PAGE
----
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The Literary Girlfriend: The Good Break Up

April 22, 2014

cover of Ultimate Elektra:Devil's Due and cover of The Awakening

I always knew there was a possibility of Daniella and me breaking up, but I never imagined she’d put a knife to my throat. I thought our break up, if/when it happened, would be business-like. She’d tell me that she had found a rich guy she wanted to marry (and then divorce a few years later) or a handsome stud she had wanted to fool around with instead of me. It wouldn’t be ugly or messy, like Daniella’s break ups usually were. It would be a good break up.

But breaking up wasn’t on my mind as much recently. Daniella had been talking about staying together, buying a house with me, opening a joint bank account. She’d been talking me up and calling me the best boyfriend she’d ever had. She was calling me a stud, and I was starting to believe it.

It all began to fall apart when Daniella stopped going to church. I had quit going a few weeks earlier, and she hadn’t cared. Whatever her new secret financial plan was, it didn’t involve me going to church, so I enjoyed sleeping in and I gave her grief about being devout, and she’d flip me off or cuss me out just before leaving. Even when going to church, it was important for her to stay grounded.

I didn’t think anything of it when she stopped going too. Sleeping in was more fun when she was with me. Her morning grumpiness was endearing when there was nothing planned for the day. And because she didn’t go to church anymore, she didn’t secretly go to Bible study, which meant she no longer had to leave early on Thursdays to pick up her two mythical co-workers, Eve and Delilah (those were the names I’d given them). I asked Daniella once why she had stopped going to church, and she said she didn’t feel like going, and I had never felt like going either, so that was the end of it. We were two religion-free, godless (or Godless) “soul mates.”

Things became awkward at work because my boss suddenly stopped talking to me. When Daniella had been going to Bible study, my boss had been treating me in a more friendly way and would occasionally stop by my cubicle and tell me what a delightful woman Daniella was. But then he stopped visiting, and I got work-related messages from him via other coworkers (this was in the 1990s before email), and I knew that wasn’t a good sign.

After a couple weeks of a distant work relationship, I felt like I needed to know what was going on, but I wasn’t sure whom to talk to, Daniella or my boss. My boss would probably give me a more honest answer, but then I’d have to admit that my girlfriend kept secrets from me, and I’d probably end up with more new questions than answers, questions that only Daniella could answer. Daniella would either lie or just refuse to tell me (or do both), so once I decided to confront Daniella, I devised a strategy. I couldn’t demand answers because that would lead to an argument. I had to be firm and casual at the same time. I had to make her want to tell me.

I was chopping peppers for my spaghetti sauce (or maybe for our salads, I don’t remember, but I was chopping something that wasn’t an onion) on a Saturday evening just a couple hours before Daniella would leave for work. Daniella sat watching me in our tiny dining area next to the kitchen. She rarely helped cook. She didn’t wash dishes either. She also never complained about my cooking, even when I screwed things up, so I never complained about her not helping.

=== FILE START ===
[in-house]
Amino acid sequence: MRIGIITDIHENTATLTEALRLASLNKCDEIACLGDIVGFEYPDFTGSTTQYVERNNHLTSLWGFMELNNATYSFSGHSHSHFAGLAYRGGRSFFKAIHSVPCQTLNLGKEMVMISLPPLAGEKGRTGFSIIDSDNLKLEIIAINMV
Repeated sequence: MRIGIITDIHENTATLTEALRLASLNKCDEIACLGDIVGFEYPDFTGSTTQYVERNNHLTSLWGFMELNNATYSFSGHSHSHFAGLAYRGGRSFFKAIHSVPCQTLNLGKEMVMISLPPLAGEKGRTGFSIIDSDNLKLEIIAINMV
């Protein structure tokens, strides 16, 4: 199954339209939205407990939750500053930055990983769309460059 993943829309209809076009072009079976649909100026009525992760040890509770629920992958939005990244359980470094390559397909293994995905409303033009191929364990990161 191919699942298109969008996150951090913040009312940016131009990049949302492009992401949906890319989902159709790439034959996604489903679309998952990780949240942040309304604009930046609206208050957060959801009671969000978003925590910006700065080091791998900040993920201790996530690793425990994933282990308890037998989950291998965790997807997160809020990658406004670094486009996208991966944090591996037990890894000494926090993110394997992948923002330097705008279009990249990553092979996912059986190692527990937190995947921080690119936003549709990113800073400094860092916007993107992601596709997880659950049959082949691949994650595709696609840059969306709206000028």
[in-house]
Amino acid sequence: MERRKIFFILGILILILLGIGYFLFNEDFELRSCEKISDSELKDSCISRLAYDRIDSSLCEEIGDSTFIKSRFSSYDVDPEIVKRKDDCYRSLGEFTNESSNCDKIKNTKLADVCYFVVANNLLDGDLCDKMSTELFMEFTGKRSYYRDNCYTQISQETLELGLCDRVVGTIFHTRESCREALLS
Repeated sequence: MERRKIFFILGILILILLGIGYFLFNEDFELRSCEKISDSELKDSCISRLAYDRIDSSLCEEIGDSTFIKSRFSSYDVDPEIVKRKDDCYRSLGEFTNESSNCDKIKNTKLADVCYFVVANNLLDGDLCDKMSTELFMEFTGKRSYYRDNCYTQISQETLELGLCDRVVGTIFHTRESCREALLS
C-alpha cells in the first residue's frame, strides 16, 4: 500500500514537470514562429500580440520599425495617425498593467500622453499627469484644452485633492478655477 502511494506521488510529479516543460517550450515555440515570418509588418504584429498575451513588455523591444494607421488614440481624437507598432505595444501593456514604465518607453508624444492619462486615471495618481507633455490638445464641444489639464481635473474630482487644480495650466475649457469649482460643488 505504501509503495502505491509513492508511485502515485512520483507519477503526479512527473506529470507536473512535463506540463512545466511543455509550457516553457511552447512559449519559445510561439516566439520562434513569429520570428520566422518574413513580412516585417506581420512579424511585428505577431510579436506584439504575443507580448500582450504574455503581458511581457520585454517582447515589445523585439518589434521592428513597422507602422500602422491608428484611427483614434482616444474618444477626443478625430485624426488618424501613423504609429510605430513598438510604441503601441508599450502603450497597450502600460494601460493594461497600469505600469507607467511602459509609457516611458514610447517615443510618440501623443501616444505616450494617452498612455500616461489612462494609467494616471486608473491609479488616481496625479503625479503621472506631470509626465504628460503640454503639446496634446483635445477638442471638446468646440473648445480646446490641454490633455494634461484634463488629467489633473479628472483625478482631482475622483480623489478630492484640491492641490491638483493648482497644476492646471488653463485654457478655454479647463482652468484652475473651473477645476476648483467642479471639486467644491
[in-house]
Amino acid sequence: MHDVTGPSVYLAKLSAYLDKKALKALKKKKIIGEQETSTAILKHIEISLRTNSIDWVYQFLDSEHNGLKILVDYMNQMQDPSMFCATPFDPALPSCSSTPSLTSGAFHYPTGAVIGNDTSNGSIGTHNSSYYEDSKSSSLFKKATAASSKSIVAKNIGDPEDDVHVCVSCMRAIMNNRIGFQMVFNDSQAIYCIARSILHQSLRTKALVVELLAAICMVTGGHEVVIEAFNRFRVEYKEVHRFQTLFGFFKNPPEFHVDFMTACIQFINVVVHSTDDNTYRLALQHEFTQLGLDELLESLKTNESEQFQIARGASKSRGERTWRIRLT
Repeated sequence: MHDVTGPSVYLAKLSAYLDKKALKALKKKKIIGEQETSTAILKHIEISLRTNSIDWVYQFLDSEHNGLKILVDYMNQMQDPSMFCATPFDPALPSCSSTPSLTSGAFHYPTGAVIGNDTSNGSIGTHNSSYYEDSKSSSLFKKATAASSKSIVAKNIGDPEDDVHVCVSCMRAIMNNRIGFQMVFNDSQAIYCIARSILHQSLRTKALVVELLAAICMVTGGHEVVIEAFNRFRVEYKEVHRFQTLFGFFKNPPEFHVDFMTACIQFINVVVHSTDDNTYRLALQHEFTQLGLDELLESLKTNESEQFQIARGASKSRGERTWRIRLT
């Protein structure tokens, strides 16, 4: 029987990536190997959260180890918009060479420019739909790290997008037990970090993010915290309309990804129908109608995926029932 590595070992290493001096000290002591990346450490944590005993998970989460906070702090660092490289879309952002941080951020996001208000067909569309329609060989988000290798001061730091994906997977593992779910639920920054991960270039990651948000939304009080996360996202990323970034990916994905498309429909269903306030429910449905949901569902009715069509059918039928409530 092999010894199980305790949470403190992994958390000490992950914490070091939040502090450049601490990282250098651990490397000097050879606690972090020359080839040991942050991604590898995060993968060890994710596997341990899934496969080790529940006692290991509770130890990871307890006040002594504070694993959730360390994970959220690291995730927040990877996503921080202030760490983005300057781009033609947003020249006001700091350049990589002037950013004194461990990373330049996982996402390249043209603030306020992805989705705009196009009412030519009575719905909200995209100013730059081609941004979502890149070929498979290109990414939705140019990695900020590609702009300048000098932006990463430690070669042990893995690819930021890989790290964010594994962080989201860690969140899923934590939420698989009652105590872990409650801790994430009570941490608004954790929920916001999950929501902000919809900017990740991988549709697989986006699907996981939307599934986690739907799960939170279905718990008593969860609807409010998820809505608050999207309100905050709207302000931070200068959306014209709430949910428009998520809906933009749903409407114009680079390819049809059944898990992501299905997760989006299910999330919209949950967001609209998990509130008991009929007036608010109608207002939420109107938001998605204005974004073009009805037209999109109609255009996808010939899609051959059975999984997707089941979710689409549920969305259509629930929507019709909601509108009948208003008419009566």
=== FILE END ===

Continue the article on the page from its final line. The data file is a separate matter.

“I’ve got a question for you,” I said. “My boss recognized you in our photo that you gave me, the one in my cubicle. He goes to St. Luke’s. He says you go to Bible study on Thursdays. Is he right?”

I had decided ahead of time that if she lied, that I’d drop the matter, so I gave her a way to lie that wouldn’t make it sound like she was telling a lie. She could just say that he was wrong, it must be somebody that looks like her (an unlikely possibility), and I’d act like I accepted her answer.

“I guess I should have told you,” she said.

I hadn’t expected that, an indirect admission.

“Why didn’t you?” I asked.

She hesitated. “You’d of asked a bunch more questions. Why are you going? Who did you see? What did you talk about? Have you found Jesus yet?” She made a fart sound with her lips.

“Why did you stop going?” I asked instead.

“It’s a long story,” she said, stretching her arms out and pretending to yawn. Neither of us said anything for a few minutes while I made the sauce and started boiling the noodles.

“You’re giving me the silent treatment?” Daniella said.

“I’m always quiet,” I said. “And I’m cooking.”

“This is a special kind of quiet. You’re giving me revenge quiet.”

“I don’t do revenge quiet,” I said. If I had wanted passive-aggressive retribution, I would have turned on C-SPAN really loudly instead, and she knew that.

“Fine, here’s what happened,” Daniella said. She got up and paced around the dinner table. “After Bible study on Thursdays, I would get counseled by Father Murdock. In his office.”

Oh no, I thought, not the priest. He already had an attractive fiancé, but I still had an idea of where this was going. I really hoped that I was wrong.

“He counseled me about marriage and said if you weren’t ready, then I shouldn’t push you, but he also said that I shouldn’t live with you if you weren’t ready to commit.”

I braced myself. This wasn’t going to be good.

“Then, after a couple more sessions, he started telling me about what was going wrong with his own relationship. He said he was having doubts, that he might not want to get married either.”

Here it comes, I thought.

“And then, a couple weeks ago, when we were in his office, and we were alone, he… he…”

“Oh my God,” I said. I rarely say (or said) “Oh my God!” I’ve believed for a long time that “Oh my God!” is an overused expression. People say “Oh my God!” to things that don’t deserve an “Oh my God!” But this deserved an “Oh my God!”

“I didn’t, you know,” Daniella said. “I told him I wasn’t like that, but he…”

“You’ve got to be kidding me!”

“I had to push him away.”

“I can’t believe this,” I said.

“I couldn’t believe it either,” Daniella said.